Because no comparative data have been available so far, we aimed to compare the prognostic performance of LS as measured by TE with that of FIB-4 in assessing the risk of HCC development in patients with CHB. We also investigated whether the prognostic performance could be enhanced when TE and FIB-4 are combined.

MATERIALS AND METHODS

Patients

The study population of this retrospective study was based upon that of our previous study, conducted to validate the prognostic performance of several risk-prediction models for HCC development.17 The inclusion criteria were as follows: (1) chronic HBV infection and (2) available TE data. The exclusion criteria were as follows: (1) unreliable LS values, (2) a history of HCC or liver decompensation, (3) coinfection with hepatitis C virus infection or other serious medical illness, and (4) an insufficient follow-up time or HCC development within 6 months since enrollment. Finally, a total of 1308 patients were enrolled for analysis.

This study was approved by the institutional review board of Severance Hospital.

Clinical Evaluation and Follow-up

Patients were followed-up every 3 to 6 months with routine laboratory tests. Furthermore, every 6 months, abdomen ultrasonography and serum α-fetoprotein were performed for HCC surveillance.

Diagnosis of Liver Cirrhosis and HCC

Diagnosis of liver cirrhosis was made by histological or clinical evaluation. In case that histological data were not available, liver cirrhosis was diagnosed clinically when one of the following criteria was fulfilled:18 (1) platelet count <100,000/μL and presence of ultrasonographic features such as a blunted, nodular liver edge accompanied by splenomegaly (>12 cm); or (2) evidence of portal hypertension.12 Diagnosis of HCC was made by either histological or radiological evaluation on the basis of the guidelines of the American Association for the Study of Liver Diseases.19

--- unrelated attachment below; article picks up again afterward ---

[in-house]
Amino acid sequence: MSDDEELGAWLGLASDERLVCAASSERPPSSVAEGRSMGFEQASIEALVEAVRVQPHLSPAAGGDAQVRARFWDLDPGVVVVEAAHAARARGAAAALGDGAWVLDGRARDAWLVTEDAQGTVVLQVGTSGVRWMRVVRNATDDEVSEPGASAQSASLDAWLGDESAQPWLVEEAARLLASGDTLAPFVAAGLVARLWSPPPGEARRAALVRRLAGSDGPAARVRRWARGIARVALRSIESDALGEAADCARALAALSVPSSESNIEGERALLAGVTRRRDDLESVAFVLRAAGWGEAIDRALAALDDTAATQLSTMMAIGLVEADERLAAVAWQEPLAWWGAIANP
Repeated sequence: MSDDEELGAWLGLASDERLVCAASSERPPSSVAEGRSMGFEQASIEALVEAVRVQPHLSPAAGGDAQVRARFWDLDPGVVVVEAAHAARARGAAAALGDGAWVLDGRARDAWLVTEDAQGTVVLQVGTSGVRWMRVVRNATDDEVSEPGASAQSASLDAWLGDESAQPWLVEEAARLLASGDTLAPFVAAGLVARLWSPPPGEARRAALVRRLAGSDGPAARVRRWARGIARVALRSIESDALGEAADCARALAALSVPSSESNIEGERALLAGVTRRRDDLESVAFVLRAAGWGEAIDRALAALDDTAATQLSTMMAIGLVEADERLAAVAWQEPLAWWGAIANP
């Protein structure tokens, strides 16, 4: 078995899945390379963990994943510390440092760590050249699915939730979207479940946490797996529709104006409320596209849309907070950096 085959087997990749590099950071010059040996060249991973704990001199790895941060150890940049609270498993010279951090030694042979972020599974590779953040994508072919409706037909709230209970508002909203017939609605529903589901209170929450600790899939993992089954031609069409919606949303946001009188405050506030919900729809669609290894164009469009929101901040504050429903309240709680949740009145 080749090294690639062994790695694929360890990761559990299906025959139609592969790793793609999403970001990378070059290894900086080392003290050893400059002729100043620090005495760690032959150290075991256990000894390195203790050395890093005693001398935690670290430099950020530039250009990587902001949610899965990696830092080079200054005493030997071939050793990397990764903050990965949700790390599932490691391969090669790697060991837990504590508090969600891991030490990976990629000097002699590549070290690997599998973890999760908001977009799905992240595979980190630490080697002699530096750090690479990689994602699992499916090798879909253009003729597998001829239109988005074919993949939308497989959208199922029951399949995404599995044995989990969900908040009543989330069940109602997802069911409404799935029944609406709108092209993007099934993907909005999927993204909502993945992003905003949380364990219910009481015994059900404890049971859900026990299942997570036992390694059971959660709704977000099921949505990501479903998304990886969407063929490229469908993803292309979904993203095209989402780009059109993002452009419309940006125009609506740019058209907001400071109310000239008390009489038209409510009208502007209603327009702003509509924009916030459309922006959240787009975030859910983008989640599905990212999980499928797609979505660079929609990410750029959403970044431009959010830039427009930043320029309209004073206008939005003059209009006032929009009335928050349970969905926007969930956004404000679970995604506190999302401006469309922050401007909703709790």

LS and FIB-4 Assessments

LS was measured using TE (FibroScan, EchoSens, Paris, France), performed by a single experienced technician blinded to the clinical and biochemical data of the patients. Fibroscan 502 with M probe had been applied until March 2013, and thereafter, Fibroscan 502 Touch with M ± probe was used. The principles of LS measurement were described previously.20 Only LS values with ≥10 valid measurements, a success rate ≥60%, and an interquartile range (IQR)-to-median ratio <30% were considered reliable. The LS was expressed in kilopascals (kPa). FIB-4 was assessed based on the laboratory parameters at the time of enrollment as follows: FIB-4 = age (years) × AST (U/L) / (platelets [109/L] × [ALT {U/L}]1/2).13

Statistical Analyses

When HCC occurred during the follow-up, the time to HCC development was calculated as the interval between the date of study entry and the date of HCC diagnosis. When HCC did not occur during the follow-up, it was calculated as the interval between the date of study entry and the date of last follow-up. Patients with follow-up duration of >7 years were censored at 7 years. The cumulative rate of HCC development was analyzed using the Kaplan–Meier method with comparisons by the log-rank test.

To evaluate the predictive values of FIB-4 and LS across the entire follow-up period of 7 years, we applied a time-dependent receiver-operating characteristic (ROC) curve method for censored survival data. Then, we compared the global concordance probability (expressed as the area under the ROC curve [AUROC]) of the models using LS and FIB-4, respectively. A greater AUROC indicates better predictive performance. The differences in the AUROC between the LS and FIB-4 models were tested using a bootstrap resampling method.21 In addition, we stratified the study population using cutoff values of LS (<8, 8–13, 13–18, 18–23, and >23 kPa) and FIB-4 (<1.25, 1.25–1.70, 1.70–24.0, and >2.40) defined in previous studies12,15 to compare the prognostic performances of LS and FIB-4 in the setting of categorical stratification.